Over the next 30 years, camping slowly modernized. In a paradoxical twist, this anti-modern, back-to-nature activity has long been technologically sophisticated. As far back as the 1870s, when a new piece of camping gear appeared, it was often produced with recently developed materials or manufacturing techniques to improve comfort and convenience. Camping enthusiasts, promoters, and manufacturers tended to emphasize the positive consequences of roughing it, but, they added, one didn’t have to suffer through every discomfort to have an authentic and satisfying experience. Instead, a camper could “smooth” some particularly distressing roughness by using a piece of gear that provided enhanced reliability, reduced bulk, and dependable outcomes.
Around 1910 the pace of camping’s modernization increased when inexpensive automobiles began appearing. With incomes rising, car sales exploded. At the same time, vacations became more widespread—soon Bachelder’s horses became motor vehicles, and all the middle classes started to embrace camping. The first RV was hand built onto an automobile in 1904. This proto-motorhome slept four adults on bunks, was lit by incandescent lights and included an icebox and a radio. Over the course of the next decade, well-off tinkerers continued to adapt a variety of automobiles and truck chassis to create even more spacious and comfortable vehicles, but a bridge was crossed in 1915 when Roland and Mary Conklin launched their Gypsy Van.
Unlike their predecessors, the wealthy Conklins modified a bus into a fully furnished, double-deck motorhome. The New York Times, which published several articles about the Conklins, was not sure what to make of their vehicle, suggesting that it was a “sublimated English caravan, land-yacht, or what you will,” but they were certain that it had “all the conveniences of a country house, plus the advantages of unrestricted mobility and independence of schedule.” The family’s journey was so widely publicized that their invention became the general template for generations of motorhomes.
The appeal of motorhomes like the Conklins’ was simple and clear for any camper who sought to smooth some roughness. A car camper had to erect a tent, prepare bedding, unpack clothes, and establish a kitchen and dining area, which could take hours. The motorhome camper could avoid much of this effort. According to one 1920s observer, a motorhome enthusiast simply “let down the back steps and the thing was done.” Departure was just as simple.When the Conklin family traveled from New York to San Francisco in their luxury van, the press covered their travels avidly. (Courtesy of the George Grantham Bain Collection at the Library of Congress)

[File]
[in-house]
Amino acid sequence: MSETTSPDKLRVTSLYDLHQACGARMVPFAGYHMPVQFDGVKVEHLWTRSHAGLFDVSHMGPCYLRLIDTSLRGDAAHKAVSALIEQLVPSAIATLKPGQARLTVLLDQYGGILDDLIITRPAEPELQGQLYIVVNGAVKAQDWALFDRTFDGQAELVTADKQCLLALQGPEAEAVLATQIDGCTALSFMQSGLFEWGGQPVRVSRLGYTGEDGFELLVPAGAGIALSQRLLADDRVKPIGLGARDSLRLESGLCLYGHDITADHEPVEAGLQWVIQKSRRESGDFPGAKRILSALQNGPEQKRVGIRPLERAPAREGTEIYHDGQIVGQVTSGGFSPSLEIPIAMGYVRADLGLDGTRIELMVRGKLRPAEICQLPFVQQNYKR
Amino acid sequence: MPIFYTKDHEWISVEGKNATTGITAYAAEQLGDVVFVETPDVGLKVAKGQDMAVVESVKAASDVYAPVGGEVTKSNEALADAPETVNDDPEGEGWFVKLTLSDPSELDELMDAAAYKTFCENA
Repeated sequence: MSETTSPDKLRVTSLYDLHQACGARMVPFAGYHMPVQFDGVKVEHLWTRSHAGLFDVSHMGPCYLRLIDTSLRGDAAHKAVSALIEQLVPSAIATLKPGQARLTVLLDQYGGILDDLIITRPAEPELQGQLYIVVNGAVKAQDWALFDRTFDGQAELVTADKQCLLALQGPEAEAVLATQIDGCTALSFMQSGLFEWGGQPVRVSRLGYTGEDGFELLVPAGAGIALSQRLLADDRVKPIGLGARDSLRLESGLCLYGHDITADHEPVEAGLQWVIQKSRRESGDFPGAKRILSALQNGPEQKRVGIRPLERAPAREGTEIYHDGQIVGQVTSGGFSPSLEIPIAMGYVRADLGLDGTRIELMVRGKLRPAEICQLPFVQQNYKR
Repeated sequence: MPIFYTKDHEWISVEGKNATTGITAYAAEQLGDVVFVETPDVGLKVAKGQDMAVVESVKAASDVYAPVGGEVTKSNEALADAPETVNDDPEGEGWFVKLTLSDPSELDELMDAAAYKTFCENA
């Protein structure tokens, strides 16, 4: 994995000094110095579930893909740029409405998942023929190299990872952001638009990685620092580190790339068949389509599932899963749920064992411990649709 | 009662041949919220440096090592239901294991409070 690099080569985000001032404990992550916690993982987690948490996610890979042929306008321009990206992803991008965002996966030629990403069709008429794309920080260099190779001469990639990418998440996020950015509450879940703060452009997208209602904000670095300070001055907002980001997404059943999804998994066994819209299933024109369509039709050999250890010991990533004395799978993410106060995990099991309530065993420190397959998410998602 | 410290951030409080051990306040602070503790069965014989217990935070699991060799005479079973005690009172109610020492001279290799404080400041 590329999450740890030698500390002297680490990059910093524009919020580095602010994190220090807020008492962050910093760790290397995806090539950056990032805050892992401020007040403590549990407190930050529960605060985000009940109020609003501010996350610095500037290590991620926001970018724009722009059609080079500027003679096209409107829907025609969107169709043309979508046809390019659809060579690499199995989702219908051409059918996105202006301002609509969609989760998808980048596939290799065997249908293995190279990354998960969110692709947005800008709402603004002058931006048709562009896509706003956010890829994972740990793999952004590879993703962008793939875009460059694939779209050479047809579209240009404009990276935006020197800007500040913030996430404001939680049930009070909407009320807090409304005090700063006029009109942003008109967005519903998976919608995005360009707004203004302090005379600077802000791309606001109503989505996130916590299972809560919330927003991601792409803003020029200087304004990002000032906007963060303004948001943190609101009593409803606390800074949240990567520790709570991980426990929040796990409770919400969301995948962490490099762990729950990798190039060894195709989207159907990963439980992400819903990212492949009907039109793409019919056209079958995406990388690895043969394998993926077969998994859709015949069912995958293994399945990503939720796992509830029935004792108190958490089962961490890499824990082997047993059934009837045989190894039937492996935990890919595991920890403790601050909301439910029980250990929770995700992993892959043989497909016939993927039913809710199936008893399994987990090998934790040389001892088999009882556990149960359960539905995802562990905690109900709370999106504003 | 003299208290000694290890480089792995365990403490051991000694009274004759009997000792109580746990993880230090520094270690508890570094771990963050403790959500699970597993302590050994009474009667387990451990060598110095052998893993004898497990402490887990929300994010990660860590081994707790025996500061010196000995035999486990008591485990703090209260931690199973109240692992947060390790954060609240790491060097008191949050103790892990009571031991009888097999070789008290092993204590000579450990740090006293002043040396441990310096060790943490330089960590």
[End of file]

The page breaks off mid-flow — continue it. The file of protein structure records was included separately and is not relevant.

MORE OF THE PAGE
By the middle of the 1920s, many Americans of somewhat more average means were tinkering together motorhomes, many along the lines made popular by the Conklins, and with the economy booming, several automobile and truck manufacturers also offered a limited number of fully complete motorhomes, including REO’s “speed wagon bungalow” and Hudson-Essex’s “Pullman Coach.”
In spite of their comforts, motorhomes had two distinct limitations, which ultimately led to the creation of the RV’s understudy: the trailer. A camper could not disconnect the house portion and drive the automobile part alone. (The Conklins had carried a motorcycle.) In addition, many motorhomes were large and limited to traveling only on automobile-friendly roads, making wilder landscapes unreachable. As a consequence of these limitations and their relatively high cost, motorhomes remained a marginal choice among RV campers until the 1960s. Trailers, by contrast, became the choice of people of average means.
The earliest auto camping trailers appeared during the early 1910s but they were spartan affairs: a plain device for carrying tents, sleeping bags, coolers, and other camping equipment. Soon, motivated tinkerers began to attach tent canvas on a collapsible frame, adding cots for sleeping and cupboards for cooking equipment and creating the first “tent trailers.” By mid-decade, it was possible to purchase a fully equipped, manufactured one. In 1923’s Motor Camping, J.C. Long and John D. Long declared that urban Americans were “possessed of the desire to be somewhere else” and the solution was evident—trailer camping. Tent trailering also charmed campers because of its convenience and ease. “Your camping trip will be made doubly enjoyable by using a BRINTNALL CONVERTIBLE CAMPING TRAILER,” blared an advertisement by the Los Angeles Trailer Company. The trailer was “light,” incorporated “comfortable exclusive folding bed features,” and had a “roomy” storage compartment for luggage, which left the car free to be “used for passengers.”
Tent trailering, however, had some drawbacks that became clear to Arthur G. Sherman in 1928 when he and his family headed north from their Detroit home on a modest camping trip. A bacteriologist and the president of a pharmaceutical company, Sherman departed with a newly purchased tent trailer that the manufacturer claimed could be opened into a waterproof cabin in five minutes. Unfortunately, as he and his family went to set it up for the first time, a thunderstorm erupted, and claimed Sherman, they “couldn’t master it after an hour’s wrestling.” Everyone got soaked. The experience so disgusted Sherman that he decided to create something better.